Federated Farmers’ latest connectivity survey offers a glimpse into how common slow internet is for rural families and businesses.
At the Rural Contractors NZ conference, held in Nelson last month, re-elected RCNZ president David Kean led the questioning on disease.
He says a second round of M. bovis was being suggested on some Southland farms and contractors were no better off than the first time in knowing whether a farm was infected or not.
Kean added that using TracMap, contractors like him could visit three farms a day without direct contact with a farmer, raising the risk of spreading the infection. Taranaki’s Chris Satherley claimed that MPI had put contractors in a terrible position and if eradication was sought, the names of affected properties had to be communicated.
Federated Farmers general manager for policy and advocacy, Gavin Forrest, told the conference that all farms with infected herds were required to have signs on their gate and it was traumatic enough for farming families without the risk of victimisation.
RCNZ chief executive Roger Parton explained that contractors had to travel from farm to farm, so knowing which farms were suspected of having M. bovis would allow them to take appropriate measures and not expand the risk. Forrest said if contractors were washing down equipment between farms the chances of spread were virtually nil.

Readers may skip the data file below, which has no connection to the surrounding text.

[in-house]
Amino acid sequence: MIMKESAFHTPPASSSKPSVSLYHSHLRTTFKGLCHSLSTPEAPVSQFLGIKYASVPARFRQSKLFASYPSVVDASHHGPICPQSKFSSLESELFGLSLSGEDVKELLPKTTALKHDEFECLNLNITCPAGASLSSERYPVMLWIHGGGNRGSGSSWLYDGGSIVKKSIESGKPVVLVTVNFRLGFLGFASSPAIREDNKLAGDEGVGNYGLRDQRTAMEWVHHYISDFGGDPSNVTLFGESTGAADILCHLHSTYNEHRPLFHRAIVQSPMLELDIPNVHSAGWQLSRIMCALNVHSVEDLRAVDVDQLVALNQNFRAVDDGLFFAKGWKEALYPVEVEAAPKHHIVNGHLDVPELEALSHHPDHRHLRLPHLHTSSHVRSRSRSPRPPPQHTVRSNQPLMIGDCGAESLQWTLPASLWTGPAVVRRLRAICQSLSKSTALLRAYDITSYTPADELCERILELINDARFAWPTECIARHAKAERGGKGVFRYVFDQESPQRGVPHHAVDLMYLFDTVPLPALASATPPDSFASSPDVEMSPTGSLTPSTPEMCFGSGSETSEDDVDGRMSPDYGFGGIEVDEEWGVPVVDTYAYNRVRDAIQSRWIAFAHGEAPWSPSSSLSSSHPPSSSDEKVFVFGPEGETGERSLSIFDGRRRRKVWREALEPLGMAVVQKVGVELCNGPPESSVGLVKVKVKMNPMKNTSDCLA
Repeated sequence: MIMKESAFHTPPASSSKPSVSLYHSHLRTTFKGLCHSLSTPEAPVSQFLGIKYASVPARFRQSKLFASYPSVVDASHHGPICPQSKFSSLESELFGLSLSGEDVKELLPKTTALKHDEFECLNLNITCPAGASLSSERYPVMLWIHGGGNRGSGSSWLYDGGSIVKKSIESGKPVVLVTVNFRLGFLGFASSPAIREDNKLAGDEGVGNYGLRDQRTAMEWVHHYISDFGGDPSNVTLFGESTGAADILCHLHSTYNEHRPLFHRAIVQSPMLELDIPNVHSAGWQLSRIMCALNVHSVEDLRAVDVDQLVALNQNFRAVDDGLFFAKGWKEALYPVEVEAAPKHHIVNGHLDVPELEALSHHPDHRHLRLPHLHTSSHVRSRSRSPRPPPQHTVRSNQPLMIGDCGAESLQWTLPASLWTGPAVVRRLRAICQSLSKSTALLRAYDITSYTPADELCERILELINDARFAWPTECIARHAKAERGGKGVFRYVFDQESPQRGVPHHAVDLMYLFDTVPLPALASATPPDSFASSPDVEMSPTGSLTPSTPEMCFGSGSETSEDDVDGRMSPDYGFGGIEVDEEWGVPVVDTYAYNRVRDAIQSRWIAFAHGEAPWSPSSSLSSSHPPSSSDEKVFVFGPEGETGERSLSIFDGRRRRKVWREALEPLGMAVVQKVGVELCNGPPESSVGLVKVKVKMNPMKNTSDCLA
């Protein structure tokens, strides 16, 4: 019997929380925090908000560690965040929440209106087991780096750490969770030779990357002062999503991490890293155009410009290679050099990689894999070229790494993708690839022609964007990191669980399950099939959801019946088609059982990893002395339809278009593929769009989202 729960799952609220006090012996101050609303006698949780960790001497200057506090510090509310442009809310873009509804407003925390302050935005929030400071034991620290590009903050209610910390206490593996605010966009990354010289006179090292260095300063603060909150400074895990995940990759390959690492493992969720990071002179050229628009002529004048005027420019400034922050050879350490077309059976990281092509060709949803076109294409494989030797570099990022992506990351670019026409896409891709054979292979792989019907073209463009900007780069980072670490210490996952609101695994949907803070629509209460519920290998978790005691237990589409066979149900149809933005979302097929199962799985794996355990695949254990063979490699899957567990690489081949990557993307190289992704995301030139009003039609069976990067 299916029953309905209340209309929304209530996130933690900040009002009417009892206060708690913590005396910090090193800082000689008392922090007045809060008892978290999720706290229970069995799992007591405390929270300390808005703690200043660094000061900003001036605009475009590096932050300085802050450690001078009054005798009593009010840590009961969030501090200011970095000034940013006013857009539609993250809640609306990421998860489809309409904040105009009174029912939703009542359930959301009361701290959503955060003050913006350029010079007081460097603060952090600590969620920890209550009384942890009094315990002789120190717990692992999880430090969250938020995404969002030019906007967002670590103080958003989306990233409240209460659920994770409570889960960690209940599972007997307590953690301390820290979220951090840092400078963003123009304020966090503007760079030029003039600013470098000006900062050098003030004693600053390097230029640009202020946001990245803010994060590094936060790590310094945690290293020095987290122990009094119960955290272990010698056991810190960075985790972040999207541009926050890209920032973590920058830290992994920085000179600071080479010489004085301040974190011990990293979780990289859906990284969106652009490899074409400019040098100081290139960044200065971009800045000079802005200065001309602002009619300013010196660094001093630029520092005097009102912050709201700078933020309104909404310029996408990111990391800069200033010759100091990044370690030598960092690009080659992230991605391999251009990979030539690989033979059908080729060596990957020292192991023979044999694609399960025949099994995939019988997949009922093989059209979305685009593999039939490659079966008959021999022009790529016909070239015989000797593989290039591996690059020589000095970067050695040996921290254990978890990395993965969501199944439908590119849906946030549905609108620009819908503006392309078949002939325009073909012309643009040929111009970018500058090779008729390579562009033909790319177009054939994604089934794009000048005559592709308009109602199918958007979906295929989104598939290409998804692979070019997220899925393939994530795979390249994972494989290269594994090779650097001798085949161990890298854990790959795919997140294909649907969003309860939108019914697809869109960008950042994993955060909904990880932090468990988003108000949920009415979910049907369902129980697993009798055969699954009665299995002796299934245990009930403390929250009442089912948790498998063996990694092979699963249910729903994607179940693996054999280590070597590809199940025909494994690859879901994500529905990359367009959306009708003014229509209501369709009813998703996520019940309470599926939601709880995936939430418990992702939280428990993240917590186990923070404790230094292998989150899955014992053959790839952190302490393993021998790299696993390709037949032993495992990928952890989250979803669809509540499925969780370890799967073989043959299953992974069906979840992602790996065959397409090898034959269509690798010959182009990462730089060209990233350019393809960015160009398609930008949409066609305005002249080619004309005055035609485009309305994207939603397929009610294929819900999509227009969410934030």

MPI’s Joe Stockman told the conference the primary sources for transfer were cow-to-cow contact and contaminated milk. He also claimed some farmers had not given a “sh!t” about keeping NAIT records, which had not helped.
Stockman added that 176 properties were under investigation for M. bovis, making it the most challenging biosecurity issue farmers had ever faced.
But he pointed out there were 22,000 farms nationally and fewer infected dairy herds were emerging and the disease was not moving into beef herds.
The conference was told farm biosecurity issues were not limited to M. bovis. Helen Slattery, who sits on a national committee dealing with velvetleaf, said some farmers had been driven near to suicide over the invasive pest.